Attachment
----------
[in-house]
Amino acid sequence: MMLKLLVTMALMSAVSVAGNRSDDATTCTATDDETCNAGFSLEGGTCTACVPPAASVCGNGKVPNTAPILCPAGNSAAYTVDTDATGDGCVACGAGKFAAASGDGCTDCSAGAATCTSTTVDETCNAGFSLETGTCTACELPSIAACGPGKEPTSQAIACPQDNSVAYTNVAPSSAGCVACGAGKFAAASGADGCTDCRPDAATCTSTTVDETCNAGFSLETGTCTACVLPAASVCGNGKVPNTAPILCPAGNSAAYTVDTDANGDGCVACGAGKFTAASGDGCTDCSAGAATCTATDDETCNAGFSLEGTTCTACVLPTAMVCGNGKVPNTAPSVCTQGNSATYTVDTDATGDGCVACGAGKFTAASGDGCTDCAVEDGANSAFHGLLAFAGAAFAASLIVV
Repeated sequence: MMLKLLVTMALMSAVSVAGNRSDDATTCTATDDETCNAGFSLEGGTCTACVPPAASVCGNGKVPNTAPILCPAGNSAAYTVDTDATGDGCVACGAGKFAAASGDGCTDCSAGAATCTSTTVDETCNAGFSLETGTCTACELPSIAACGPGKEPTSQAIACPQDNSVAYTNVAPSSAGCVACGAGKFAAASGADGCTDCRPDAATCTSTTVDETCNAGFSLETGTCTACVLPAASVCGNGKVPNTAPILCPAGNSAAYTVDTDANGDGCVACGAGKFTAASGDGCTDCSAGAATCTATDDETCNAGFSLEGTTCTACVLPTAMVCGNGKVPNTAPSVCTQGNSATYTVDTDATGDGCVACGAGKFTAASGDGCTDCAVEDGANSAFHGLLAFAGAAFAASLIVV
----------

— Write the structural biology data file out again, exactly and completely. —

[in-house]
Amino acid sequence: MMLKLLVTMALMSAVSVAGNRSDDATTCTATDDETCNAGFSLEGGTCTACVPPAASVCGNGKVPNTAPILCPAGNSAAYTVDTDATGDGCVACGAGKFAAASGDGCTDCSAGAATCTSTTVDETCNAGFSLETGTCTACELPSIAACGPGKEPTSQAIACPQDNSVAYTNVAPSSAGCVACGAGKFAAASGADGCTDCRPDAATCTSTTVDETCNAGFSLETGTCTACVLPAASVCGNGKVPNTAPILCPAGNSAAYTVDTDANGDGCVACGAGKFTAASGDGCTDCSAGAATCTATDDETCNAGFSLEGTTCTACVLPTAMVCGNGKVPNTAPSVCTQGNSATYTVDTDATGDGCVACGAGKFTAASGDGCTDCAVEDGANSAFHGLLAFAGAAFAASLIVV
Repeated sequence: MMLKLLVTMALMSAVSVAGNRSDDATTCTATDDETCNAGFSLEGGTCTACVPPAASVCGNGKVPNTAPILCPAGNSAAYTVDTDATGDGCVACGAGKFAAASGDGCTDCSAGAATCTSTTVDETCNAGFSLETGTCTACELPSIAACGPGKEPTSQAIACPQDNSVAYTNVAPSSAGCVACGAGKFAAASGADGCTDCRPDAATCTSTTVDETCNAGFSLETGTCTACVLPAASVCGNGKVPNTAPILCPAGNSAAYTVDTDANGDGCVACGAGKFTAASGDGCTDCSAGAATCTATDDETCNAGFSLEGTTCTACVLPTAMVCGNGKVPNTAPSVCTQGNSATYTVDTDATGDGCVACGAGKFTAASGDGCTDCAVEDGANSAFHGLLAFAGAAFAASLIVV